When Jeff got home from work, it was as though he were a man suffering from amnesia who had forgotten what one needs to do to shuffle off the coil of the working day. Frequently, I would find him a half-hour after he got home, still standing by the door, holding his briefcase and car keys, still wearing his shoes and his coat. Other times he would manage to kick off his shoes, but would be wearing his coat or carrying around his keys in his hand hours later. On the occasions he managed to shed all the work-day items, they would rarely end up in the same place twice. We had a key rack, but he'd often forget to hang his keys up there, tossing them into his coat pocket or on top of the radiator instead. His coats would accumulate in a pile on top of an armchair, mere feet from the coat rack.

The evenings with Captain Distracto were funny, but the mornings after were stressful. "Where's my wallet?" he'd ask, worriedly. "Have you seen my keys?" Inevitably, he was running late, and the daily scavenger hunt for his items rarely helped matters.

A couple of days ago, I was reading through a magazine. I came across an article about focusing and concentration. As a student, this is a hot topic for me. The article analyzed several ways in which people lose focus, and offered ways to combat these. It also included a handy little quiz. You were to rate your relation to the questions on a scale of 0-3. As I began reading the questions, I started to apply them not just to me but to Jeff. And since he was sitting right there, I decided to rope him into responding for himself.

The quiz included statements like these: I wander from one task to the next without completing them. It seems much harder for me compared with others to take care of daily tasks. My home and office are cluttered and messy. I tend to run late.

Check, check, check, aaaand check.

The one that made me pause was this statement: I have difficulty developing routines for me or my family.

This is one of those things about Jeff that I've only really learned about lately. Specifically, since Charlotte was born. Because before Jeff took on the role of stay-at-home parent, I really was the partner who developed and tried to keep routines for us, such as they were. I love a routine. I like to go to bed at around the same time every night and get up at about the same time every morning. I like meals to be at specific hours. I like to know where things are going to be.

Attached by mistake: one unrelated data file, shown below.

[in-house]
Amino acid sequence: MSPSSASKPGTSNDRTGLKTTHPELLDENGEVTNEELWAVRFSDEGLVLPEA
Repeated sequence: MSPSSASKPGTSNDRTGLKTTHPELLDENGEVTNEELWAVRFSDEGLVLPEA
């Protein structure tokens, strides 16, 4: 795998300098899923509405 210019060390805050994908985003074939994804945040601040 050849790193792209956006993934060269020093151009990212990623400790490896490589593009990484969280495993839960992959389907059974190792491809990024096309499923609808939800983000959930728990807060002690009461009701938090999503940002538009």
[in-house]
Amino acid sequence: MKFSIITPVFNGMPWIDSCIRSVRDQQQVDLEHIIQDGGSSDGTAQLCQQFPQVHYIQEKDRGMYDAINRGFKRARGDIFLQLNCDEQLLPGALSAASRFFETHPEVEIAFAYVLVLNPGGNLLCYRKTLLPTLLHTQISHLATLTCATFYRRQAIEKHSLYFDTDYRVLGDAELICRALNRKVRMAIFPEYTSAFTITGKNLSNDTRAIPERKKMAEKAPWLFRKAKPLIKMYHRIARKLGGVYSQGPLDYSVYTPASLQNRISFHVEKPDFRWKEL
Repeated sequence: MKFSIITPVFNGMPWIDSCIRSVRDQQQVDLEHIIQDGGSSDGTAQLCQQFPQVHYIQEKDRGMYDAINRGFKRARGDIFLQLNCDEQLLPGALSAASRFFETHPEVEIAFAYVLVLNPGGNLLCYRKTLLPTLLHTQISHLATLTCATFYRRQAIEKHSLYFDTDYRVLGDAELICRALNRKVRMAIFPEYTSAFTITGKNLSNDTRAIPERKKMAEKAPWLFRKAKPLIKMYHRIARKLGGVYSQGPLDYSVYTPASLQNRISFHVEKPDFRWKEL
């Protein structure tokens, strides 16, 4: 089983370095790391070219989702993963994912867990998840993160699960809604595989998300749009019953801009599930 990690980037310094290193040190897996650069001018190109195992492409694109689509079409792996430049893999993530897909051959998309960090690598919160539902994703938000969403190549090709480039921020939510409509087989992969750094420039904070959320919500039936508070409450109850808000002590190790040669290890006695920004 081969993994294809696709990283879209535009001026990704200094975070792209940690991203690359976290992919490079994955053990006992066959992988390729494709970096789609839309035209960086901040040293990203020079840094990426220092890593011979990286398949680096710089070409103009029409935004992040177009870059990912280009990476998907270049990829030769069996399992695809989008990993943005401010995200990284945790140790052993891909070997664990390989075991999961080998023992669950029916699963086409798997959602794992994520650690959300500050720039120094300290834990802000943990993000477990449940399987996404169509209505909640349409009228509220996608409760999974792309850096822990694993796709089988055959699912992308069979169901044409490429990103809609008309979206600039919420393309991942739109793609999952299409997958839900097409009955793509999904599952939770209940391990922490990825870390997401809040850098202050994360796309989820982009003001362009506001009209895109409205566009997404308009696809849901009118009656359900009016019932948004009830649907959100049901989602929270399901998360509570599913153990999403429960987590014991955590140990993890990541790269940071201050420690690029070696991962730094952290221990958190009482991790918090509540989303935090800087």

Jeff, on the other hand, is a routine-breaker. Bedtime one night is midnight. The next it's two a.m. Then he'll to to bed at 9 p.m. the next night. He'll make a sandwich at four in the afternoon because he skipped lunch, and then won't have room to eat dinner at six.

In the six years we were married before Charlotte was born, I learned to deal with this routine-less existence of Jeff's. If I was making something special for dinner, I'd inform him well ahead of time and remind him through the day so I wouldn't be disappointed that he had no appetite. I'd try not to be bothered by the fact that we rarely went to bed at the same time, and, in fact, learned to fall asleep better without Jeff trying to do the same just a foot away.

But after Charlotte came along, I started to realize how this lack of routine might be detrimental. When I went back to school when Charlotte was a couple months old, I was terrified that Jeff would forget to feed her, forget she needed a nap, a diaper change. I made charts, very specific charts with feeding times and nap times and how much to eat and how long to sleep, etc. I would get home and check how much milk was left in her bottle and quiz Jeff about how long she had slept.

My fears might have been a bit overboard, but they were not entirely unfounded. There were times I came home and found Charlotte hadn't eaten anything while I was gone, or that Jeff had forgotten to give her a nap. But for the most part I was only gone for a couple of hours, not nearly enough time to starve her or scar her for life. And usually when I walked in the door, I found them happy and playing, usually surrounded by more toys and child-related detritus than I even realized we had.

Still I would preach the gospel of the routine, of schedule. "Children need routine and order," I said time and time again. "They crave it. It tells them there is order in the world. It's comforting, familiar."

And in many ways, I was (and am) right. When Charlotte's routine is normal, when she gets to bed at 7:30 p.m. and rises on her own at 8 a.m., when she has the same options for breakfast and lunch and knows she can snack at the normal times, she seems happier and better behaved.